Solos/ Improvisation Tips
1: Add vibrato to your phrases (a phrase is a string of notes). Great places to add vibrato are at the beginning and end of phrases, or notes which are particularly powerful. HOWEVER, vibrato loses its impact if used too often.
2: When improvising, do not be afraid to hit a wrong note. Most of the time nobody will notice it anyway, and if you do happen to hit a bad note, just keep on playing as if you meant to hit that note. If you know how, you can always bend or slide the ‘wrong’ note to a better note choice anyway, creating a cool effect.
3: Try to be unpredictable. This is a good way to add a lot of interest to the listeners and it keeps their attention for longer. There are many different ways to do this. A few ways you can try right now, is by mixing the following things during your solo/improvisation:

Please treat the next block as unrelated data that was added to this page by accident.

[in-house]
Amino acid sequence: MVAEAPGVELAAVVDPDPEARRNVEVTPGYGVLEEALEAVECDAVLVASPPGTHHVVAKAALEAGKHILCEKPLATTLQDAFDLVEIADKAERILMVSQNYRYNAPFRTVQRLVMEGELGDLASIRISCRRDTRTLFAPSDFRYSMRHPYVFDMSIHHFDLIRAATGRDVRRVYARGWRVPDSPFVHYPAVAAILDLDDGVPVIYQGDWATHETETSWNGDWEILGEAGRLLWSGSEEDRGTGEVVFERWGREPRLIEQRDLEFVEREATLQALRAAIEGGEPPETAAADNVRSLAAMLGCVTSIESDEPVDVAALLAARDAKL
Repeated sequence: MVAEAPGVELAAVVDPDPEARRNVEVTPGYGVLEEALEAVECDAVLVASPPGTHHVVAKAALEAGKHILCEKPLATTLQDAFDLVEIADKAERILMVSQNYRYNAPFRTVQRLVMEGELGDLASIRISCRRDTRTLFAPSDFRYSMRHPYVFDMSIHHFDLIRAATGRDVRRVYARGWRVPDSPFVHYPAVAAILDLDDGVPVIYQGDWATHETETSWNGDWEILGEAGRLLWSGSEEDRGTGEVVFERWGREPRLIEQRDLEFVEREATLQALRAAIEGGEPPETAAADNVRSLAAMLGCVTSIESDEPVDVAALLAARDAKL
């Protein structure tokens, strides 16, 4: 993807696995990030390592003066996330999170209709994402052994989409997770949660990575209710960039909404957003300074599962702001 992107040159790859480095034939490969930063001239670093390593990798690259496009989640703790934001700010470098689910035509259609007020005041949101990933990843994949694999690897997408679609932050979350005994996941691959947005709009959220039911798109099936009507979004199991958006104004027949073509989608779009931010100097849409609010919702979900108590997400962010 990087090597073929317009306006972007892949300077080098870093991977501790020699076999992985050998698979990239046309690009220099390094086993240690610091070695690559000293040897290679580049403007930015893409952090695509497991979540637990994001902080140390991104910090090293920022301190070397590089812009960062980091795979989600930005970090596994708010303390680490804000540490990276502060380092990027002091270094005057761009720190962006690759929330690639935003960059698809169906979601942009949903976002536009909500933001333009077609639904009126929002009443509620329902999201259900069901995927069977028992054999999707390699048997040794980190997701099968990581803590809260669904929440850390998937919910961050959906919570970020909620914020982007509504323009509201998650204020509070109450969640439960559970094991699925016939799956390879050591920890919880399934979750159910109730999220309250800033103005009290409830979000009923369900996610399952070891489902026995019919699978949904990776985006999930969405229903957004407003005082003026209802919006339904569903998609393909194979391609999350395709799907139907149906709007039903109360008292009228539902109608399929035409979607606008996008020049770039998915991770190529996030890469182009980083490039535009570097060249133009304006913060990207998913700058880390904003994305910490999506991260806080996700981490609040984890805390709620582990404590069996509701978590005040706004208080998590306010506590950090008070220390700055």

-Tempo. Fast licks contrasting with slower licks create interest in the listener. Say you were playing eighth notes for example. Try mixing in some eighth note triplets or sixteenth notes.
-Rhythm/Meter. Changing the rhythm or meter you’re playing at can be particularly powerful. A fun exercise to develop more interesting rhythms is to improvise using just one note. Yes only one note, not even a bend. This will force you to try and make interesting music based on the rhythm alone.
-Dynamics. Play some parts louder and others softer. Playing the dramatic parts louder can really help add to the intensity of the music.
These are just a few ways to help add variety to your playing. If you experiment I am sure you can find many more on your own. Lessons from a live guitar teacher can dramatically decrease the learning curve.
4: Don’t just use one scale position or scale fingering. You have the entire guitar neck at your disposal. Using only one scale or fingering will limit the range of sounds you can get, and it won’t be long before you bore the listener.
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